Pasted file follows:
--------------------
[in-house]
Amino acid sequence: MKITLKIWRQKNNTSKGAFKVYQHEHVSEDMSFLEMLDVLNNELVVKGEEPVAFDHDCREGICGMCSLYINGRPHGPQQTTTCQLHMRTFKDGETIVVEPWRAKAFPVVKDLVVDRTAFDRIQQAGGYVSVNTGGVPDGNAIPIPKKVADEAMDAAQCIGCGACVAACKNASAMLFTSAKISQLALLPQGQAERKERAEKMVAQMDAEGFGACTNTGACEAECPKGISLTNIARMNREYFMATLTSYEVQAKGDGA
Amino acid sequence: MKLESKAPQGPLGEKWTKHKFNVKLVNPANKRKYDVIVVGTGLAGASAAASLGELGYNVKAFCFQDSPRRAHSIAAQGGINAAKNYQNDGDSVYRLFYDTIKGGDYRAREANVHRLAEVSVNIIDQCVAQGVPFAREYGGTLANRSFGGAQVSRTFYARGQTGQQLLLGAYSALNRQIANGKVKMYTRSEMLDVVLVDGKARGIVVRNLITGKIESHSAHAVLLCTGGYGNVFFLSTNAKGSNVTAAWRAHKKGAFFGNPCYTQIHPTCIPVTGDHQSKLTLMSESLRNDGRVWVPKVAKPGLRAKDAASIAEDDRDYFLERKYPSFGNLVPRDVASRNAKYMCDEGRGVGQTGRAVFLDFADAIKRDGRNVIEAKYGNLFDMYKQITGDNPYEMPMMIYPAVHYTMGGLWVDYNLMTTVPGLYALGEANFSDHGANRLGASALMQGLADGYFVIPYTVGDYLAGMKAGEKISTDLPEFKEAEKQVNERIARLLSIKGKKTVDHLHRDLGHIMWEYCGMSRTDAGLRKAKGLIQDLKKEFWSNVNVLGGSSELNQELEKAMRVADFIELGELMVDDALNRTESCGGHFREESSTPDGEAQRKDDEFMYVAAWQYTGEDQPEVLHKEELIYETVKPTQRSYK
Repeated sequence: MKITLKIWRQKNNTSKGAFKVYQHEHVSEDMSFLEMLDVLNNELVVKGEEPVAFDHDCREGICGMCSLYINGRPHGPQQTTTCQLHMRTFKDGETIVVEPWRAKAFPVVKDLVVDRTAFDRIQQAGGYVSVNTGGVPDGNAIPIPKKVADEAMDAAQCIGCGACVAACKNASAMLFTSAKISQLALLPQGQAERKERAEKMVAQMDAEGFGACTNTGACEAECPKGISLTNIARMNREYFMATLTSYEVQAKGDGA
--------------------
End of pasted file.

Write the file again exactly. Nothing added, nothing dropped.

[in-house]
Amino acid sequence: MKITLKIWRQKNNTSKGAFKVYQHEHVSEDMSFLEMLDVLNNELVVKGEEPVAFDHDCREGICGMCSLYINGRPHGPQQTTTCQLHMRTFKDGETIVVEPWRAKAFPVVKDLVVDRTAFDRIQQAGGYVSVNTGGVPDGNAIPIPKKVADEAMDAAQCIGCGACVAACKNASAMLFTSAKISQLALLPQGQAERKERAEKMVAQMDAEGFGACTNTGACEAECPKGISLTNIARMNREYFMATLTSYEVQAKGDGA
Amino acid sequence: MKLESKAPQGPLGEKWTKHKFNVKLVNPANKRKYDVIVVGTGLAGASAAASLGELGYNVKAFCFQDSPRRAHSIAAQGGINAAKNYQNDGDSVYRLFYDTIKGGDYRAREANVHRLAEVSVNIIDQCVAQGVPFAREYGGTLANRSFGGAQVSRTFYARGQTGQQLLLGAYSALNRQIANGKVKMYTRSEMLDVVLVDGKARGIVVRNLITGKIESHSAHAVLLCTGGYGNVFFLSTNAKGSNVTAAWRAHKKGAFFGNPCYTQIHPTCIPVTGDHQSKLTLMSESLRNDGRVWVPKVAKPGLRAKDAASIAEDDRDYFLERKYPSFGNLVPRDVASRNAKYMCDEGRGVGQTGRAVFLDFADAIKRDGRNVIEAKYGNLFDMYKQITGDNPYEMPMMIYPAVHYTMGGLWVDYNLMTTVPGLYALGEANFSDHGANRLGASALMQGLADGYFVIPYTVGDYLAGMKAGEKISTDLPEFKEAEKQVNERIARLLSIKGKKTVDHLHRDLGHIMWEYCGMSRTDAGLRKAKGLIQDLKKEFWSNVNVLGGSSELNQELEKAMRVADFIELGELMVDDALNRTESCGGHFREESSTPDGEAQRKDDEFMYVAAWQYTGEDQPEVLHKEELIYETVKPTQRSYK
Repeated sequence: MKITLKIWRQKNNTSKGAFKVYQHEHVSEDMSFLEMLDVLNNELVVKGEEPVAFDHDCREGICGMCSLYINGRPHGPQQTTTCQLHMRTFKDGETIVVEPWRAKAFPVVKDLVVDRTAFDRIQQAGGYVSVNTGGVPDGNAIPIPKKVADEAMDAAQCIGCGACVAACKNASAMLFTSAKISQLALLPQGQAERKERAEKMVAQMDAEGFGACTNTGACEAECPKGISLTNIARMNREYFMATLTSYEVQAKGDGA